Scholars disagree as to whether the archaeological evidence supports the biblical story of there having been a Kingdom of Israel of the United Monarchy that reigned from Jerusalemmarker, as the archaeological evidence is both rare and disputed. For those who do interpret the archaeological evidence positively in this regard, it is thought to have ruled some time during Iron Age I (1200 - 1000 BCE) over an area approximating modern-day Israel and the Palestinian territories, extending farther westward and northward to cover much (but not all) of the greater Land of Israel.

Philistia, the Philistine confederation, emerged circa 1185 BCE and comprised five city states: Gazamarker, Ashkelonmarker, Ashdodmarker on the coast and Ekronmarker, and Gathmarker inland. Its northern border was the Yarkon River, the southern border extending to Wadi Gaza, its western border the Mediterranean Sea, with no fixed border to the east.

By 722 BCE, Philistia had been subsumed by the Assyrian Empire, with the Philistines becoming 'part and parcel of the local population,' prospering under Assyrian rule during the 7th century despite occasional rebellions against their overlords. In 604 BCE, when Assyrian troops commanded by the Babylonian empire carried off significant numbers of the population into slavery, the distinctly Philistine character of the coastal cities dwindled away, and the history of the Philistines as a distinct people effectively ended.

The boundaries of the area and the ethnic nature of the people referred to by Herodotus in the 5th century BCE as Palaestina vary according to context. Sometimes, he uses it to refer to the coast north of Mount Carmelmarker. Elsewhere, distinguishing the Syrians in Palestine from the Phoenicians, he refers to their land as extending down all the coast from Phoenicia to Egypt. Josephus used the name only for the smaller coastal area, Philistia. Pliny, writing in Latin in the 1st century CE, describes a region of Syria that was "formerly called Palaestina" among the areas of the Eastern Mediterranean.

Since the Byzantine Period, the Byzantine borders of Palaestina (I and II, also known as Palaestina Prima, "First Palestine", and Palaestina Secunda, "Second Palestine"), have served as a name for the geographic area between the Jordan River and the Mediterranean Sea. Under Arab rule, Filastin (or Jund Filastin) was used administratively to refer to what was under the Byzantines Palaestina Secunda (comprising Judaea and Samaria), while Palaestina Prima (comprising the Galilee region) was renamed Urdunn ("Jordan" or Jund al-Urdunn).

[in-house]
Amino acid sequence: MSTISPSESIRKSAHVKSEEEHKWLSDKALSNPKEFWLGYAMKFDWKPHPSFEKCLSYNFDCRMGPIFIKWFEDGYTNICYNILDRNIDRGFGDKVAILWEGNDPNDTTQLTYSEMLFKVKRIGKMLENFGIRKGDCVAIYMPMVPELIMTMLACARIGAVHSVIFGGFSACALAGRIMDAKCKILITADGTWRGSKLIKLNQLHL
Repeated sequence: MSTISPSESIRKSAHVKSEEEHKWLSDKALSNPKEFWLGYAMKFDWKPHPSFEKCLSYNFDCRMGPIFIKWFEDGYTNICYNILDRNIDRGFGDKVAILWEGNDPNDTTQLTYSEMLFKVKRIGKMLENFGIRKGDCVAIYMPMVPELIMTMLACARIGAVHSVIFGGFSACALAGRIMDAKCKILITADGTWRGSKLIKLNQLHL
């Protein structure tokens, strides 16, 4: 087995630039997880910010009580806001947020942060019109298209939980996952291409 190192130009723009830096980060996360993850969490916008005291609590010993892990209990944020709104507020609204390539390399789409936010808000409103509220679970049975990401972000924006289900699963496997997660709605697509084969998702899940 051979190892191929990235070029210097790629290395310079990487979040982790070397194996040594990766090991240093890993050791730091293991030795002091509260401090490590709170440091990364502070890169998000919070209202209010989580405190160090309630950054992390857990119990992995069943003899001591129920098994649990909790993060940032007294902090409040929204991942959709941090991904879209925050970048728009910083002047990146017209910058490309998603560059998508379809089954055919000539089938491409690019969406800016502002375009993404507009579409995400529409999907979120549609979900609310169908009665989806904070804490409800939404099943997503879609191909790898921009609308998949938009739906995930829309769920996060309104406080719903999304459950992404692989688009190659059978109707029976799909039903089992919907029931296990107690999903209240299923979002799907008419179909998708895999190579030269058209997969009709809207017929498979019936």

The Zionist Organization provided their definition concerning the boundaries of Palestine in a statement to the Paris Peace Conference in 1919; it also includes a statement about the importance of water resources that the designated area includes. On the basis of a League of Nations mandate, the British administered Palestine after World War I, promising to establish a Jewish homeland therein. The original British Mandate included what is now Israel, the West Bank (of the Jordan), and trans-Jordan (the present kingdom of Jordan). To the Palestinian people who view Palestine as their homeland, its boundaries are those of the British Mandate excluding the Transjordan, as described in the Palestinian National Charter.

Additional extrabiblical references

From the Merneptah Stele "Israel is wasted, its seed is no longer".
An archaeological textual reference concerning the territory of Palestine is thought to have been made in the Merneptah Stele, dated c. 1200 BCE, containing a recount of Egyptian king Merneptah's victories in the land of Canaan, mentioning place-names such as Gezermarker, Ashkelonmarker and Yanoam, along with Israel, which is mentioned using a hieroglyphic determinative that indicates a nomad people, rather than a state.

Mesha Stele
Another famous inscription is that of the Mesha Stele, bearing an inscription by the 9th century BC Moabite King Mesha, discovered in 1868 at Dhibanmarker (biblical "Dibon," capital of Moab) now in Jordanmarker. The Stele is notable because it is thought to be the earliest known reference to the sacred Hebrew name of God – YHWH. It also notable as the most extensive inscription ever recovered that refers to ancient Israelmarker.

Biblical texts



In the Biblical account, the United Kingdom of Israel and Judah ruled from Jerusalemmarker a vast territory extending far west and north of Palestine for some 120 years. Archaeological evidence for this period is very rare, however, and its implications much disputed.